Photograph of George Kirby, Ben Chavis and Angela Davis, and unknown supporter.
Ben Chavis (1948 - ) is originally from Oxford, North Carolina. He was a minister from the United Church of Christ's Commission for Racial Justice at the time of this photograph in 1971. The UCC Commission asked him to travel around North Carolina to help organize boycotts of the school de-segregation process in the late 60s and early 70s. Chavis arrived in Wilmington in 1971.
Chavis, George Kirby, and Angela Davis became part of the Wilmington Ten protest over the integration process in the New Hanover County schools. During this time, black students actively protested what they considered racial injustice in regards to their treatment in what had previously been all-white schools. In addition, they protested the assumption that desegregation should happen with blacks making all the needed changes, such as closing down the all-black schools and making only black students change schools. The demonstrations led to increased violence between blacks and whites, ending with burned buildings and two people dead. Chavis was one of the ten people charged with starting the violence and arson. He and the other members of the Wilmington Ten were convicted and sentenced to 23-24 years in a controversial trial, but Governor Jim Hunt freed most of the group in 1979. On December 31, 2012, Governor Beverly Perdue officially pardoned the Wilmington Ten.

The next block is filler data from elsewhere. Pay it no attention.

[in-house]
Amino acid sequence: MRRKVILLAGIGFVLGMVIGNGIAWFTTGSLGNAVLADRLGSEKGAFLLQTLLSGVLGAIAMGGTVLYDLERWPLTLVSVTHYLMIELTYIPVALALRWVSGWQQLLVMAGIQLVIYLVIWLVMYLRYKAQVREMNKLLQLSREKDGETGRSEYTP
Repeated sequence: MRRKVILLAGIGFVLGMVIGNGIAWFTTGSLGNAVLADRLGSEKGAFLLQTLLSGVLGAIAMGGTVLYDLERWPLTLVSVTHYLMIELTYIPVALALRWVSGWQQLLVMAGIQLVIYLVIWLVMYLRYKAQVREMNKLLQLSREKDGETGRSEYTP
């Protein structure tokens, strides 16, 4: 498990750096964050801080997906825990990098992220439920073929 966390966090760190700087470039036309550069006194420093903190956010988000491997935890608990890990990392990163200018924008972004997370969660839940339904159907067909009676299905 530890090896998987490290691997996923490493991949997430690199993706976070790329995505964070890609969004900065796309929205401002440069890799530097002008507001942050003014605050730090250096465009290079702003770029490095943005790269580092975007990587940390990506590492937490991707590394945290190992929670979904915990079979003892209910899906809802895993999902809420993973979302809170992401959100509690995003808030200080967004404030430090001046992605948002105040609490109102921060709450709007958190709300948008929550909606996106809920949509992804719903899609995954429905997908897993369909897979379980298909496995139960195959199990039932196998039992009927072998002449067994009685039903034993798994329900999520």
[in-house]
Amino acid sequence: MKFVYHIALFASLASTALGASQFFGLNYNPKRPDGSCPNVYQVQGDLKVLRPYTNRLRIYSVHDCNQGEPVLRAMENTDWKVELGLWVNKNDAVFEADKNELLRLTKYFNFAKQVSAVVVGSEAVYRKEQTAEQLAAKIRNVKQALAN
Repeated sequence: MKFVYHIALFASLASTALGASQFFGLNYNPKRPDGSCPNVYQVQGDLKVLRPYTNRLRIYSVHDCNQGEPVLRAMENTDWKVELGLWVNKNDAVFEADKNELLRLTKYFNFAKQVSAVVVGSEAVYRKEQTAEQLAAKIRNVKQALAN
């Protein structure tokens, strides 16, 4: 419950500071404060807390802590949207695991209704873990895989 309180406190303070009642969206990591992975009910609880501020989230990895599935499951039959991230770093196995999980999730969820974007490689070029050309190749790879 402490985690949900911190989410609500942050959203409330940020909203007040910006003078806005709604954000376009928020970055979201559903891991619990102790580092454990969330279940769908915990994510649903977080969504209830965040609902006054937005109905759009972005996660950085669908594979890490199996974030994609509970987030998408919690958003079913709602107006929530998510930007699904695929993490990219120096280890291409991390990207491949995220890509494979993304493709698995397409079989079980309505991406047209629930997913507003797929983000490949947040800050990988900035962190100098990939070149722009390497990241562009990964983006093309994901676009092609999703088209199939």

George Kirby was one of the boycott activists involved in the Wilmington Ten and was the 11th member of the group. He was indicted on the charges, but jumped bail and lived as a fugitive for several years, never having served time. According to Kirby, he had been involved in peaceable protests for civil rights and had not been a part of any organized militant coalition, as had been charged. He died in 1997.
Angela Davis (1944 - ) is a political activist, author, and scholar who helped to galvanize worldwide attention on the trial of the Wilmington Ten and the campaign to free them.